"The world is big, and there's much to see, and a bear must go where she wants to be." That seems like a pretty good philosophy for anyone, especially a reader. This particular bear has a book that she carries with her on her adventures, Bear's Big Book of Being Wise. Armed with the knowledge in her book she sets off to the sea, the jungle, the desert, even aboard a ship. At each new place she finds a creature in need and advice for how to help them in her handy book. Although she enjoys her new friends, something always pulls her onward looking for more. Perhaps her journey will take her to a place that has everything she needs.

Tosdevin's rhyming text carries readers gently along in Bear's wake as she sees far-off lands and makes new acquaintances. O'Connor's illustrations capture the starlight shimmering on the sea, the vibrant green of the jungle, and the golden yellow of desert sand. I was curious about how the images were created, so I looked up information on the book: "illustrations are hand-drawn using mixed media such as ink, gouache, oil pastels, and more" is what I found. 

Taken together, as all picture books should be, the text and illustrations weave a delightful spell of curiosity, kindness, and the confidence to keep looking until you find the perfect place for yourself. A lovely read and sure to be a favorite at storytimes as little ones chime in with the repetitve phrase.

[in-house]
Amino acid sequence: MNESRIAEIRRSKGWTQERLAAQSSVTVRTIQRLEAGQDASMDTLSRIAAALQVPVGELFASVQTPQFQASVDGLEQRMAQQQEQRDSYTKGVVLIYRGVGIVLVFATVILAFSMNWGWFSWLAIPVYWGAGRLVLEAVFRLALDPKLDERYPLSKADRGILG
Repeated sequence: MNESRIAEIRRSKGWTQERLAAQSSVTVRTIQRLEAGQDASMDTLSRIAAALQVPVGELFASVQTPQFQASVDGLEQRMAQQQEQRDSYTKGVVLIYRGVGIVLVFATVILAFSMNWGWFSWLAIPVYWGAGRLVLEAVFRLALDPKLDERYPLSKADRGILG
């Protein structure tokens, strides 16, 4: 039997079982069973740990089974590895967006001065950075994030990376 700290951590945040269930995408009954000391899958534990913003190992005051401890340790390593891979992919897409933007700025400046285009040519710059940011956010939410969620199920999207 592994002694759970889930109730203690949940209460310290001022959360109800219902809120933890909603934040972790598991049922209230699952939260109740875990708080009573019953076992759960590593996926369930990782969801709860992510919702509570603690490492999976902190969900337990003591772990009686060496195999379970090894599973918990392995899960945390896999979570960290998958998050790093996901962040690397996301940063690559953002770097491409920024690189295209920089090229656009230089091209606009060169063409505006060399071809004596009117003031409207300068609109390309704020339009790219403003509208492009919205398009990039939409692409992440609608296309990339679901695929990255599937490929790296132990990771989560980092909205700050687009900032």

I read an advance copy provided by the publisher for review purposes.

Summer Reading 2023 Eagle Drums

"Eagle Drums by Nasuġraq Rainey Hopson is part cultural folklore, part origin myth about the Messenger’s Feast – which is still celebrated in times of bounty among the Iñupiaq. It’s the story of how Iñupiaq people were given the gift of music, song, dance, community, and everlasting tradition." That is the description offered on Amazon and it is a good elevator pitch for this book. 

I would add that Eagle Drums tells the story of a boy who has watched his parents suffer due to the disappearance of his older brothers. He says of his father, "His silence became something you could almost see, a depth and heaviness in the air."  So when he is confronted by an eagle who can transform into a human, he chooses to be wise and not run or fight. His mother has advised him about animals like these,  "Respect them as you would any strong spirit, and never challenge them." 

What follows is an adventure that tries his patience, his endurance, and his determination to someday return home. He is taught many skills and commanded to share them wtih others. He is also instructed in the way to teach other humans these skills and share what he has learned. If he can cling to his memories of home and master these new skills, he may just survive and bring something new back to his people.

Readers will be amazed at the incredible details of the environment, the homes, the foods, and the new instruments that he must master - both to play and to construct. The folklore figures of the animals who can "take off their parkas. And then they are human for a while" are also intriguing. And the portrait of a family grieving for loved ones who are gone - with no closure to that grief - rings true.

Recommended for those who enjoy retellings of legends and mythology, as well as those who appreciate a good survival story. I read an advance copy provided by the publisher for review purposes.